In This Article Expand or collapse the "in this article" section Constructive Empiricism

  • Introduction
  • General Overviews
  • Anthologies
  • Journal Articles
  • Selection and the Success of Science
  • Acceptance and Belief
  • The Pragmatics of Explanation
  • Empiricist Structuralism and Scientific Representation

Philosophy Constructive Empiricism
Paul Dicken
  • LAST REVIEWED: 02 September 2022
  • LAST MODIFIED: 24 April 2012
  • DOI: 10.1093/obo/9780195396577-0035


Constructive empiricism is the view that (a) science aims to produce theories that are empirically adequate rather than true, where a theory is empirically adequate precisely if what it says with respect to the observable phenomena (those entities and processes that can be directly observed by the unaided human eye) is true; and (b) that to accept a theory involves no more belief than that it is empirically adequate. It is a view originally articulated—and almost exclusively defended—by Bas van Fraassen and is one of the most highly developed and influential alternatives to scientific realism in the contemporary literature. A principal innovation of the position is that, in contrast to earlier empiricist programs that attempted to distinguish between the observational and theoretical vocabulary of our scientific language, the constructive empiricist’s distinction between observable and unobservable phenomena is an empirical distinction and is consequently to be investigated by the very scientific theories to which it applies. Articulating such an epistemic policy has immediate philosophical consequences, and as such constructive empiricism is a wide-ranging philosophy of science, intimately connected to specific views regarding the logical structure of a scientific theory, the nature of explanation, and a deflationary account of physical modality and the laws of nature. It has also gradually emerged that constructive empiricism is intended as part of van Fraassen’s broader reconception of epistemology more generally and is to be articulated within the framework of his epistemic voluntarism—an ongoing project concerning our notions of rationality and inference and of the nature of empiricism. Most recently, van Fraassen has begun to recast constructive empiricism as a form of empiricist structuralism, a development emerging from his work on scientific representation.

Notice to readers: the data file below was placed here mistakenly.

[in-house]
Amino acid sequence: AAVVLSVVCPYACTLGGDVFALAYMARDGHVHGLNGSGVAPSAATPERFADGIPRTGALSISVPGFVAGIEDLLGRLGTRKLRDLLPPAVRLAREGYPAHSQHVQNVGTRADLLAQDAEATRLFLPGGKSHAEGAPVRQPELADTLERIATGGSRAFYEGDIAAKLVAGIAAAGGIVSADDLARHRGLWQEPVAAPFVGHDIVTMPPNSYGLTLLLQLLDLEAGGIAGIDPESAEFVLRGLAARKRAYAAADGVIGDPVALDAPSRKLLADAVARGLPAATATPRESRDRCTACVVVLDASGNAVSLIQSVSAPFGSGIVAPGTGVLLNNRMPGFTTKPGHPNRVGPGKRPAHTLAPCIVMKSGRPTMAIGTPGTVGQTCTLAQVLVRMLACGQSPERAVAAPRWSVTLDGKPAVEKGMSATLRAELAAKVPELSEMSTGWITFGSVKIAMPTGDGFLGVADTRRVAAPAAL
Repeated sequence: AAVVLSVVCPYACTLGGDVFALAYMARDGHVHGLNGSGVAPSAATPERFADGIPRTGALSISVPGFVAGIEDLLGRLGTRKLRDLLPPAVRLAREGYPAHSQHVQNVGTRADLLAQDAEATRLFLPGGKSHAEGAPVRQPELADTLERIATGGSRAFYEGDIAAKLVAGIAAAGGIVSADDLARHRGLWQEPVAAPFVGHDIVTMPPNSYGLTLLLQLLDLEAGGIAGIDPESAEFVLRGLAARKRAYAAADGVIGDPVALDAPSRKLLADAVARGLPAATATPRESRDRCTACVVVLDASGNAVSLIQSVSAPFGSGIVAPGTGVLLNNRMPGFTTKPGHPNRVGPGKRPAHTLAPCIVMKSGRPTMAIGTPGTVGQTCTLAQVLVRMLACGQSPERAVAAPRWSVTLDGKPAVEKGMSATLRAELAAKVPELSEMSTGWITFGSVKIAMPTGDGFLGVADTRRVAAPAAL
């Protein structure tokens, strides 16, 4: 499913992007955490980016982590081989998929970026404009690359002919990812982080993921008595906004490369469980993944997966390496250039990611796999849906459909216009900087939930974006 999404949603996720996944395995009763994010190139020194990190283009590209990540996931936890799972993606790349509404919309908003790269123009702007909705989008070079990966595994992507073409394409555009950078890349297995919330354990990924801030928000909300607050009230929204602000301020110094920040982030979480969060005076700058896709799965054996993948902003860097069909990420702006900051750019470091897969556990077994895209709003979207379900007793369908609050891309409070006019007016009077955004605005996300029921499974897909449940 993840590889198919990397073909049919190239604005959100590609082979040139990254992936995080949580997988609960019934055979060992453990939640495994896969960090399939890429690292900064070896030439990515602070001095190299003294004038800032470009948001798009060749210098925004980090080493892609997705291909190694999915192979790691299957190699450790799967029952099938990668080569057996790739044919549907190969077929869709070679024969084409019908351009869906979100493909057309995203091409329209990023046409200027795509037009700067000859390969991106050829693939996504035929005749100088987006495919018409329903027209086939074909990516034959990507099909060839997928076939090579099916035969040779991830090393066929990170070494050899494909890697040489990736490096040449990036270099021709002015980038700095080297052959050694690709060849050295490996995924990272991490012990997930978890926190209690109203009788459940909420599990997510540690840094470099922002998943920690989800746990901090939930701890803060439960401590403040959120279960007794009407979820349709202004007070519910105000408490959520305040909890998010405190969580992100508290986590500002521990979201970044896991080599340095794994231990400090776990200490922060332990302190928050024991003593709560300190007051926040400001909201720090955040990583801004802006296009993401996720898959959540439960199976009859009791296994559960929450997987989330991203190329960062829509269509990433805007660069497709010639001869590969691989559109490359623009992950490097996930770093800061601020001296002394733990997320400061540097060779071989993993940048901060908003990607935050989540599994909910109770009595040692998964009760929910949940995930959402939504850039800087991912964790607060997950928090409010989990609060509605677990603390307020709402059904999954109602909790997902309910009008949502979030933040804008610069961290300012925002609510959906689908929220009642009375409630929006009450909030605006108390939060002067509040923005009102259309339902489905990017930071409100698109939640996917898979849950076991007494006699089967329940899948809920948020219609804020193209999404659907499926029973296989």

General Overviews

An obvious starting point for material on constructive empiricism is van Fraassen’s own published work. Van Fraassen 1980 provides the first detailed articulation of constructive empiricism, as well as introducing the semantic conception of scientific theories in which it is to be developed and the pragmatic account of explanation that it requires. Van Fraassen 1989 primarily concerns an empiricist account of laws of nature, although it also extends the semantic conception of theories and begins to develop van Fraassen’s epistemic voluntarism. Van Fraassen 2002 discusses the nature of empiricism more generally and continues the development of the background epistemology that frames constructive empiricism. A particularly accessible introduction to the main themes of constructive empiricism can be found in Ladyman 2001. A brief overview of some of the principal issues between constructive empiricism and scientific realism is Monton and Mohler 2008, and a more detailed and critical discussion can be found in Psillos 1999.

  • Ladyman, James. Understanding Philosophy of Science. London: Routledge, 2001.

    Accessible introduction to some of the main themes of the scientific realism debate, and to constructive empiricism (pp. 185–194).

  • Monton, Bradley, and Chad Mohler. “Constructive Empiricism.” In The Stanford Encyclopedia of Philosophy. Edited by Edward N. Zalta. 2008.

    A brief introduction to some of the principal contrasts between constructive empiricism and scientific realism.

  • Psillos, Stathis. Scientific Realism: How Science Tracks Truth. London: Routledge, 1999.

    In-depth and incisive discussion of many of the issues concerning constructive empiricism, although it predates some of the recent developments in van Fraassen’s understanding of empiricism and epistemology (pp. 185–227).

  • van Fraassen, Bas C. The Scientific Image. Oxford: Clarendon, 1980.

    Original exposition of constructive empiricism.

  • van Fraassen, Bas C. Laws and Symmetry. Oxford: Clarendon, 1989.

    Further articulation of constructive empiricism, with particular emphasis on laws of nature, epistemic voluntarism, and the semantic view of theories.

  • van Fraassen, Bas C. The Empirical Stance. New Haven, CT: Yale University Press, 2002.

    Wide-ranging discussion of the nature of empiricism and further elements of the epistemological framework of constructive empiricism.

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